As to the arguments about London immorality, I repeat my challenge to any man, to shew that the virtue of youth can be reckoned safer, when they congregate in large numbers, removed from home, in places where they must necessarily have opportunities of unchecked conviviality and conversation, than when they live under domestic influence and parental authority. I will not, however, repeat my argųments on this subject ; for as far as I can judge of general belief, it is by no means averse to London being the place of a college. The manifestations of popular favour for our scheme are distinct and numerous ; and if the great experiment of its practicability should even fail for the present, we may safely predict that it will be resumed by another generation. In the mean time, I am at a loss to perceive, in all that bas been thrown out against us, any thing more than harmless and contemptible personalities, or reasonings that may be easily answered. One objection has been recently renewed, which was formerly put, and formerly refuted, namely, that there is no necessity for a new place of education, because the learned professions are already sufficiently well taught

. Admitting, for the sake of argument, that this were the case, is there not still a large mass of the middling ranks of society, whó Vol. X. No. 55.1925.

1

liave nothing to do with the learned professions, except to pay or employ them, and yet who would wish to give their sons a liberal education ? And let this class of persons answer for themselves, whether they possess in London any cheap, convenient, and multifarious place of liberal instruction. Instruction is palpably never efficient wiihout examination ; so that, in spite of all its literary institutions, the metropolis is without a proper place of general education; and its inhabitants, even including his majesty's ministers, exchange expressions of surprise that this should be the case in the wealthiest city of the world.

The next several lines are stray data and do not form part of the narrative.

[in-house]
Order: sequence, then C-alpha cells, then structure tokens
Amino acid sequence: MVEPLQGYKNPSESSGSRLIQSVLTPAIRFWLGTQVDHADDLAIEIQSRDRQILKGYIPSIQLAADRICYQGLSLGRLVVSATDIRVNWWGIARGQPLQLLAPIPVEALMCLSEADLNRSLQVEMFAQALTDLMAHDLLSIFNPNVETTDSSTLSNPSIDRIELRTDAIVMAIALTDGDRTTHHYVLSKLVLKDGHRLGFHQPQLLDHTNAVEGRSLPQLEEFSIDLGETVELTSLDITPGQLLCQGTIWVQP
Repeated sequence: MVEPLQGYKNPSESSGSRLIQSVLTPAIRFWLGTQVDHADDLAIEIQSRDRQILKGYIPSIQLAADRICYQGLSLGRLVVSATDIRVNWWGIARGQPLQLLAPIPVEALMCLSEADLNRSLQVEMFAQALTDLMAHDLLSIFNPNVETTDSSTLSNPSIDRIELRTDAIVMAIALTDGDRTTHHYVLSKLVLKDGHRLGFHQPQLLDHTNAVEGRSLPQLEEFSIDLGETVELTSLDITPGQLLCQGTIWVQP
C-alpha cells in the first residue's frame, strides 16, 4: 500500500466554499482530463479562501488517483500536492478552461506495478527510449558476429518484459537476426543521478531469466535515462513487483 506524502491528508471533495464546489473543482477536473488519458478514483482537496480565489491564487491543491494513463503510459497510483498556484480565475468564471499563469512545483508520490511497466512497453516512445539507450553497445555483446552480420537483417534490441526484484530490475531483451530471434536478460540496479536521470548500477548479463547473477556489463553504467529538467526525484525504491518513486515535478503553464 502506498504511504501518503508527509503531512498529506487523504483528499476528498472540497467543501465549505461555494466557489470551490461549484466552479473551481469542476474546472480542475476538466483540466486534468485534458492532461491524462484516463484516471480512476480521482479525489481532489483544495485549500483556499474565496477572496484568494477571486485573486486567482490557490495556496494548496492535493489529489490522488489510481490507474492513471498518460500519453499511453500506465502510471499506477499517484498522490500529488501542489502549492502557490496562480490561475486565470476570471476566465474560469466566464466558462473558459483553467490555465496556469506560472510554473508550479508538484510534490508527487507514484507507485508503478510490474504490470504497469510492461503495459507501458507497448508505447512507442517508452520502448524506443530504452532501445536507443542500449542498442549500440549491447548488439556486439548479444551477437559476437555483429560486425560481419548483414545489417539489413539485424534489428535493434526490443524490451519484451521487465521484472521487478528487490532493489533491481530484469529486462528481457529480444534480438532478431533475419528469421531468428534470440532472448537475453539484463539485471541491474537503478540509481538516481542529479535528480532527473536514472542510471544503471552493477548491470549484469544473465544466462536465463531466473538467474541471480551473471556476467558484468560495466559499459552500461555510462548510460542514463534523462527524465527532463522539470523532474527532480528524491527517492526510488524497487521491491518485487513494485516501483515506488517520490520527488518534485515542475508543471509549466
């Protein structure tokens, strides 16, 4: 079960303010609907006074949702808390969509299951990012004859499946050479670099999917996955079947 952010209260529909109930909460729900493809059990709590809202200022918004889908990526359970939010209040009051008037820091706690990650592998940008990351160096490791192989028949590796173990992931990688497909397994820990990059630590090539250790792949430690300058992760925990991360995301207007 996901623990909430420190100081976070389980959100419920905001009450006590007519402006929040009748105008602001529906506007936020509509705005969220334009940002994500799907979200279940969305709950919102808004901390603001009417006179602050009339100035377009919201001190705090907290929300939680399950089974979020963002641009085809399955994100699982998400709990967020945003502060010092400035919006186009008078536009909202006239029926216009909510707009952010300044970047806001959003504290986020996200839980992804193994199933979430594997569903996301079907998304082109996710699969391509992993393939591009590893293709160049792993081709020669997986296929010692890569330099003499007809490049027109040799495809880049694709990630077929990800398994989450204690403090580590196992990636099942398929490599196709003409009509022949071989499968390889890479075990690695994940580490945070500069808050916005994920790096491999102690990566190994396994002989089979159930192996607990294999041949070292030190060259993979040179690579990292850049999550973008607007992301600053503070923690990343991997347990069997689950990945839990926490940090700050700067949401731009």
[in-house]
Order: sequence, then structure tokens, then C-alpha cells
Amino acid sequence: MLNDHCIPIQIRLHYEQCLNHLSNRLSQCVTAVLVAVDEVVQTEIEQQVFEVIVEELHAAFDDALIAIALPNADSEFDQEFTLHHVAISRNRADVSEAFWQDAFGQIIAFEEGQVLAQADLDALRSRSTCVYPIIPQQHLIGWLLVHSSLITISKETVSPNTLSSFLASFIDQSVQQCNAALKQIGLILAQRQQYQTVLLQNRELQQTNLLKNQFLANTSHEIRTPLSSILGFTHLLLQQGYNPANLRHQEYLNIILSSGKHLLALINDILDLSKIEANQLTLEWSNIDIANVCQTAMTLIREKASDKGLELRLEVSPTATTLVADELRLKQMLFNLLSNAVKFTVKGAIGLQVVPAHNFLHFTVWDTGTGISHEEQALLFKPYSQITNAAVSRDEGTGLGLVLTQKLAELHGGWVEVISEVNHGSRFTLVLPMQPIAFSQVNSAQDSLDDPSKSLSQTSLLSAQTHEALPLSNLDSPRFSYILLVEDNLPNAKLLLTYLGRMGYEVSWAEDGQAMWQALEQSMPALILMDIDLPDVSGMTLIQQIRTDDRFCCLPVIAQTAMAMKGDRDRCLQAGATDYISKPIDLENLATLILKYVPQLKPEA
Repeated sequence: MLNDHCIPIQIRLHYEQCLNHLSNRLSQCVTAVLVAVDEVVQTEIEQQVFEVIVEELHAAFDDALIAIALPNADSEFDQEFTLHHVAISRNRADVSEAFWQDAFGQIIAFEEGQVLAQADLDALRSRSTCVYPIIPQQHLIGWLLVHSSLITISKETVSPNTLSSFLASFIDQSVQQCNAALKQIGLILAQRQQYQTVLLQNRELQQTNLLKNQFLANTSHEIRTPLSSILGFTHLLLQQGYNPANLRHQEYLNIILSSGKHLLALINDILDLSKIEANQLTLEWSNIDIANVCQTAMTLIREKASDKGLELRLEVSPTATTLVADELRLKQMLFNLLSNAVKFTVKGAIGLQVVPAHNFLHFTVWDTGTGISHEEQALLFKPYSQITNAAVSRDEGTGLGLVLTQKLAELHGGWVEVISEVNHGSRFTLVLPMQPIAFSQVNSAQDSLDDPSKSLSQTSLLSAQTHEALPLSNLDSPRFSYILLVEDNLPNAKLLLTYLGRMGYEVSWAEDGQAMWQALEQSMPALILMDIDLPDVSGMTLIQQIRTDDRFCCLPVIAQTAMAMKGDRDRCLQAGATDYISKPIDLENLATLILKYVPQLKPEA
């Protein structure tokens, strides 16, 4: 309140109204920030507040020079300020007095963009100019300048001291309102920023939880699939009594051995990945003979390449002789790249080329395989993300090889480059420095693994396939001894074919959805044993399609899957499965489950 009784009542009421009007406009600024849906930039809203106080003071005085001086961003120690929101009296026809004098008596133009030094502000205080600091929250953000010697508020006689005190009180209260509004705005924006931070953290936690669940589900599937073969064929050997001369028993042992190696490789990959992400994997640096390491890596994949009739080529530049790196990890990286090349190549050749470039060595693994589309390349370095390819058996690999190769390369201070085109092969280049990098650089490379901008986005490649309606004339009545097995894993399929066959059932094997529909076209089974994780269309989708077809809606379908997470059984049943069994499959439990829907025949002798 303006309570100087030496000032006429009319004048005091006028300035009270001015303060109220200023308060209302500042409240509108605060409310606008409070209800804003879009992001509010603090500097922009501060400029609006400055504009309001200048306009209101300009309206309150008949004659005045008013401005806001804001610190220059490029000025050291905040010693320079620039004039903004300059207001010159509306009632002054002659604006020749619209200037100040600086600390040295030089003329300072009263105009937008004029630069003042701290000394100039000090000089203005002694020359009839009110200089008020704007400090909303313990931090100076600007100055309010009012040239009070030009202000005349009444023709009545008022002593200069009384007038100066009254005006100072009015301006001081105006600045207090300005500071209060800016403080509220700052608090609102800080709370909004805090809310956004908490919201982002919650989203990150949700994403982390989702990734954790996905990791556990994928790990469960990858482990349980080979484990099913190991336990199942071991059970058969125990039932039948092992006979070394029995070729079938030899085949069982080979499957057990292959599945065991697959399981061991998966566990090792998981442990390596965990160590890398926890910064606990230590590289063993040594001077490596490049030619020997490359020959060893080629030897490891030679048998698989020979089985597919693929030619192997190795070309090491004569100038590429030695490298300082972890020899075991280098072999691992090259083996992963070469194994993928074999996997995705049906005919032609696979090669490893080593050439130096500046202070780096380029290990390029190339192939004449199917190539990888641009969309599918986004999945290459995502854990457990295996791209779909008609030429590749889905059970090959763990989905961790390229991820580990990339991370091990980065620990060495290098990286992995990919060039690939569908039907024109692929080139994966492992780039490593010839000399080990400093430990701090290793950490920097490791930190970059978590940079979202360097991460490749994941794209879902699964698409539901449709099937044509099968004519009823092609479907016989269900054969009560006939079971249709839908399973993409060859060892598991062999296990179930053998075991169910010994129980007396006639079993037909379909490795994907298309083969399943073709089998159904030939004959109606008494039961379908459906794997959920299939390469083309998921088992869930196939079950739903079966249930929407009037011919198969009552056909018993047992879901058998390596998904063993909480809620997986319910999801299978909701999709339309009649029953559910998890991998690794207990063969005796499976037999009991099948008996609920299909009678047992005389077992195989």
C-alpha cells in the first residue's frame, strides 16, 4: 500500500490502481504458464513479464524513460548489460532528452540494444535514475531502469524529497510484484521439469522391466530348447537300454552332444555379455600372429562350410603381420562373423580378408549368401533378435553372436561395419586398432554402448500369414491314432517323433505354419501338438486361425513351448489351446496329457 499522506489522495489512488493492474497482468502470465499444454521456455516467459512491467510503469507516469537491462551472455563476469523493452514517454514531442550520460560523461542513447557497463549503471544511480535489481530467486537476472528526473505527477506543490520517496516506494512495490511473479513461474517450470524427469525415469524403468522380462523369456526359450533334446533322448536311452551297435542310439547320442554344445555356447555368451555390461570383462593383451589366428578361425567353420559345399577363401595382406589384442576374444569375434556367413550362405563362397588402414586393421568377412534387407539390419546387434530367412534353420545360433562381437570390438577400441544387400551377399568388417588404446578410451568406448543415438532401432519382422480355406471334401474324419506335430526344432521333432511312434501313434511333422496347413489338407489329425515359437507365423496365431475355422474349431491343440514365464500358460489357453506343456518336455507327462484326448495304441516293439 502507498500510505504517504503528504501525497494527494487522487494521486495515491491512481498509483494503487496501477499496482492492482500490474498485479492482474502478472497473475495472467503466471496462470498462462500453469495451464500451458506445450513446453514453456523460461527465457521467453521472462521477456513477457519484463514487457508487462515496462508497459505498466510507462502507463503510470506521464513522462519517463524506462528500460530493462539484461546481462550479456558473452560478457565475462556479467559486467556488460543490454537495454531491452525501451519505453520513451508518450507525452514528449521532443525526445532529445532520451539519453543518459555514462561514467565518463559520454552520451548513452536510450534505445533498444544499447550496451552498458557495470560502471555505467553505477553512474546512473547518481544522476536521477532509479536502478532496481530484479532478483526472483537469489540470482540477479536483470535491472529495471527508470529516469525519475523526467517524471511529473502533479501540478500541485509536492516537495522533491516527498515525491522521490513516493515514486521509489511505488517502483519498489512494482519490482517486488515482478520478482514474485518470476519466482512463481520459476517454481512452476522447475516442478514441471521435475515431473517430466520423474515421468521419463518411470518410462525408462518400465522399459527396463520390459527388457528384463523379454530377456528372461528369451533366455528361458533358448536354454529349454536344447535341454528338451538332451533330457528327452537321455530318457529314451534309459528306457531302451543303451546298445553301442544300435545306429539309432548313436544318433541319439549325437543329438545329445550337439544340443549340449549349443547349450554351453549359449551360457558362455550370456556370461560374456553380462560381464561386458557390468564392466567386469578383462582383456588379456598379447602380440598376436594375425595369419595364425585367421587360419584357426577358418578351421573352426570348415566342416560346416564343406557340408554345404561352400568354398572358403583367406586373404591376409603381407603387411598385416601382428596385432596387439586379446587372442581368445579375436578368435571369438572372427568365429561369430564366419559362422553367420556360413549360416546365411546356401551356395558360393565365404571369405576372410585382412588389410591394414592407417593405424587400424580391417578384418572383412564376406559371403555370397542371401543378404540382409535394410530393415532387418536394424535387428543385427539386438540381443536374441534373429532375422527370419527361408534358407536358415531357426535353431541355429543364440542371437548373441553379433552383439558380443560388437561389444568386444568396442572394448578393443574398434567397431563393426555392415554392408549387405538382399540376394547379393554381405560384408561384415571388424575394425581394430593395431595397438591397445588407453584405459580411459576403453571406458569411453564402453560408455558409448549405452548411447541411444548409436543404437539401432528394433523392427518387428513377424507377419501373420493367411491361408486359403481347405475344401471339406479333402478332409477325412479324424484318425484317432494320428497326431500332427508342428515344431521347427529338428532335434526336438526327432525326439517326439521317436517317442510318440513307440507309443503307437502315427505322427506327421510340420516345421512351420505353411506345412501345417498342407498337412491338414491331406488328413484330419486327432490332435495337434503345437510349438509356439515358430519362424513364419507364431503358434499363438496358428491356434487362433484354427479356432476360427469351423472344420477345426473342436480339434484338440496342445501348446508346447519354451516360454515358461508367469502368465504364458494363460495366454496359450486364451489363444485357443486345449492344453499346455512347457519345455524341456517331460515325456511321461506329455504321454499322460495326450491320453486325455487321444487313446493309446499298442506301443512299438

Without reference, therefore, to the learned professions, London requires a place of combined and liberal instruction. But the alleged tact, that the learned professions are so well taught in London as to supersede all ideas of improving professional education, is rather gratuitously assumed. How happens it that so many London physicians go to Edinburgh and other places for instruction in the healing art? I have been assured by London physicians of the first authority, that while surgery is superlatively taught in London, medical knowledge is, with some few exceptious, taught with no such success and celebrity. Yet the London physicians are confessedly famous, and the hospitals afford a wider field of experience than is any where else to be found. The medical lectures in the metropolis are inferior to the surgical, I think, on this account : that a London şurgeon in first-rate employment gains considerable sums, at once, by important operations, and can, therefore, spare some time to lecture, though his practice be extensive. But a London physician has to travel considerable distances for single fees, and it is not worth his while to retain a lectureship after he is fully employed in practice. Thus, it is only whilst he is comparatively young, and before he has acquired bis highest experience, that a physician, here, condescends to be a teacher of medicine. This is not the case at Edinburgh, where it, is so much more difficult to make large incomes by medical practice, that the best physician finds it worth his while to continue in a lecturing professorship, though it should yield him but some hundreds a-year. In London it would require some thousands to renunerate a man of high medical fame, for continuing to teach medicine. Who can wonder, then, that the number of superior teachers in medicine is so few, and so utterly disproportioned to the magnitude of London, and to its demand for medical instruction ? The matter of astonishment is, that we have even a few distinguished medical lecturers.